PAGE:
Edward John “Eddie” Izzard’s Twitter profile reads as follows: “I’m a British European, I think like an American and I was born in an Arabic country.” An eclectic mix of cultures and nationalities which I think is what gives him such a unique perspective on life and makes him damn interesting.
For those of you who don’t know (and I truly pity you if you don’t) he is a comedian and actor, a former street performer and, in his own words, an ‘action’ transvestite.
His resume is long, varied and illustrious consisting of stage, screen and television. His most recent turn as Dr. Gideon in NBC’s “Hannibal” is being hailed as “chilling and diabolical”.
He is so versatile that comedy and drama both seem to come effortlessly for him. All this is not bad for a man who potentially spends more of his time applying make-up and painting his nails than I do.
But all of this is beside the point. Eddie Izzard makes his living making people laugh and has been doing this successfully (and sometimes controversially) since 1982. He won TWO Emmy awards in 2000 for his televised HBO special “Dress to Kill” and now he has once again brought his unique brand of humour to South Africa.
The demand to see Izzard perform was so high that a second show was added to the Cape Town leg of his tour to accommodate his fans.
Having watched all of Izzard’s previous stand-up routines, I was well-versed in both his style and some of the more popular routines for which he had become famous, among them his Star Wars Canteen parody and his ever popular take on the relationship between God and Jesus. So I was very excited to see what he would have on offer this time and so plodded off in the cold to Grand West, my friend and fellow Izzard enthusiast in tow.
Before I go on, I must comment that the Grand West/Grand Arena staff are extremely efficient and helpful. We were greeted at the doors to the building with parking tickets so that we wouldn’t have to queue when the show was done.
Also, while sitting having a bit of supper before the show the attendants came around to issue us with arm bands in order to avoid the rush at the door.
We had great seats with a perfect, close-up view of the stage and I enjoyed the few moments prior to the show watching the varied group of people attending the show: young and old, strange and not so strange, the ladies in evening wear, and the guy in his pink bustier top.
As I watched people carrying cups of beverages up to their seats, I kept thinking “That’s probably not a good idea – drinking liquids at a comedy show…” The screens were on in the arena and cameras focused on the crowd while a barrage of tweets about the show were scrolling up over it.
An interactive part of Izzard’s shows recently where you are invited to tweet messages to Izzard’s Twitter page while you wait. Someone even tweeted that they had seen Riaad Moosa and Kurt Schoonraad in the audience – no doubt taking notes.
There are various moments in his performance that stood out for me while others are a complete blur. I spent most of my time laughing to the point where I couldn’t really remember what it was that had made me laugh.
During one particular moment I recall my friend patting me on the back and asking if I was okay because I was half crying, half hyperventilating and bent over like someone in pain. I quite nearly died laughing and you know what, it would have been okay if I had.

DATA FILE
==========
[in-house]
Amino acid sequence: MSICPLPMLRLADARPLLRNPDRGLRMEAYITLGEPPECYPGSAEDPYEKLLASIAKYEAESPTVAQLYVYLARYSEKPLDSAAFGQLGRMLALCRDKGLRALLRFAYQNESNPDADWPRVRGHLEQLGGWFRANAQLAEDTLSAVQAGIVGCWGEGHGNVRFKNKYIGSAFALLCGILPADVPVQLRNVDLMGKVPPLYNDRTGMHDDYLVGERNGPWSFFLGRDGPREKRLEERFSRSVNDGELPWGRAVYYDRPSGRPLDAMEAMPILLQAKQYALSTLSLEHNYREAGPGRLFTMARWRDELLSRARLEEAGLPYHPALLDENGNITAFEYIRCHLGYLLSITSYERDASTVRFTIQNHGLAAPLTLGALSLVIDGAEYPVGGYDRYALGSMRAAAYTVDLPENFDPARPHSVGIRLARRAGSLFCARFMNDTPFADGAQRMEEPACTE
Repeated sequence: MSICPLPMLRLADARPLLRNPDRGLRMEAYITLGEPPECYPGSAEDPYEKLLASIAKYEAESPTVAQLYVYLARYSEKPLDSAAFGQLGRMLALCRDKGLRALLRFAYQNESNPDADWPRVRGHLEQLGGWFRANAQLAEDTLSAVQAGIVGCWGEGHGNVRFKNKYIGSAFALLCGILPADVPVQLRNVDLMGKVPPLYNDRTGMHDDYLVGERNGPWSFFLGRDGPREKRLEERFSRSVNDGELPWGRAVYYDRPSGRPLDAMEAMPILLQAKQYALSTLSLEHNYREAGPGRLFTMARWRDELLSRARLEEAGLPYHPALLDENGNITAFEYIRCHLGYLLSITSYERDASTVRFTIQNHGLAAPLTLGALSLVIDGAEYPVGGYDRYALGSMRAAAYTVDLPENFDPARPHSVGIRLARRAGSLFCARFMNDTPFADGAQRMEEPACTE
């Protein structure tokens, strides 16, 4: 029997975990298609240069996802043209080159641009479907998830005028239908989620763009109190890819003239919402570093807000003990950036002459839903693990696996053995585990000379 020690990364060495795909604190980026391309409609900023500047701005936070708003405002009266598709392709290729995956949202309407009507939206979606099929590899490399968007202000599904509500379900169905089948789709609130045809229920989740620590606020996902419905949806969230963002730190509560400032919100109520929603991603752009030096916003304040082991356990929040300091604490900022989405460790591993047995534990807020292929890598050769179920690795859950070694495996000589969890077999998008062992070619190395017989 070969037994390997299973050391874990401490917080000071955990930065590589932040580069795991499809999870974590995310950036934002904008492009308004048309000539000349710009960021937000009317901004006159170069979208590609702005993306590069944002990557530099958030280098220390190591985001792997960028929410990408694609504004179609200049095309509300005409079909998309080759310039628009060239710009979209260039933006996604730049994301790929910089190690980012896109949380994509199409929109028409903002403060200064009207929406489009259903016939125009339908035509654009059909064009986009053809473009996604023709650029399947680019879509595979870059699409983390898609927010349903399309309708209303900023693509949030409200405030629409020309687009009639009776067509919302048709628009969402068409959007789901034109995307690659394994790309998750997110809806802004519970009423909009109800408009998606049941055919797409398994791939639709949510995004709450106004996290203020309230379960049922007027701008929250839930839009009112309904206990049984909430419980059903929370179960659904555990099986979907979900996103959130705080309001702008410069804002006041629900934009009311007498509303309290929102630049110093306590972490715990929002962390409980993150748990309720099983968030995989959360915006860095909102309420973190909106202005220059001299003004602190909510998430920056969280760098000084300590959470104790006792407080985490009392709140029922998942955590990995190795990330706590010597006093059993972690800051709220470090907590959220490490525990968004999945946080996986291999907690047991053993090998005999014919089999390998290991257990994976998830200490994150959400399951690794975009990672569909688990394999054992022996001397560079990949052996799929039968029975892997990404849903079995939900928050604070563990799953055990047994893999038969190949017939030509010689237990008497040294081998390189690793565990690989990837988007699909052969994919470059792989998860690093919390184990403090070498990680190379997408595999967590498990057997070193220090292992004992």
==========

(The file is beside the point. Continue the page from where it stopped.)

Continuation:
I remember clearly Izzard’s entrance which began with James Bond-esque visuals on the big screen, rousing music and bright lights and Izzard appearing in a dark suit and white shirt. The only difference between him and some other comedians was the expertly applied eye-liner, high heels and Union Jack painted nails. It’s a toned-down version of the garb he has worn previously on stage but is still so quintessentially ‘Izzardian’.
Izzard’s style is often rambling, incoherent and nonsensical giving the impression that it is all completely unplanned. A sort of “I don’t know what the hell I am doing here and who are all of you?” approach that I find so endearingly funny.
It’s obvious that he has carefully constructed the entire thing from how well it is all tied together but his manner makes you feel as though he’s just coming up with it on the spot.
I’ll admit, his brand of stand-up may not be everyone’s cup of tea, but I like the fact that it feels like he’s just having a chat with a few thousand of his closest friends. He ‘makes notes’ if a particular joke doesn’t get the required response and happily admonishes the audience for not laughing or clapping enough.
He is marvelously frank and matter-of-fact like that good friend who doesn’t mean to be funny but nonetheless can have everyone in stitches by just relating a simple story. Like how he was caught stealing make-up in his teens which he had expertly hidden in a secret false-bottomed box beneath his bed and how he had to cover himself by pretending that he was stealing it for some French girl he had met at school.
I learnt from Eddie Izzard that musicals are made for women and gay men, not a straight, action transvestite such as himself. I also learnt that fear and boredom cannot exist at the same time and that you can’t be either bored or afraid while you have diarrhea. I am yet to test out that theory but hey, it seems legit.
Some other memorable moments that stood out for me were the epic battle between God and Darth Vader over the spaghetti carbonara which eventually had to be broken up by Mr Stevens from Catering, and the Lord of the Rings skit which for some reason included Liam Neeson, a chicken and goblin cod pieces.
Don’t ask me why! By that time I was bursting out of my own skin. If you were to ask me to give you an account of what happened, I would not be able to do it. I wasn’t taking notes. I was too busy trying not to wet myself!
You’ll have to buy the DVD when it becomes available and I promise you, you will not be disappointed.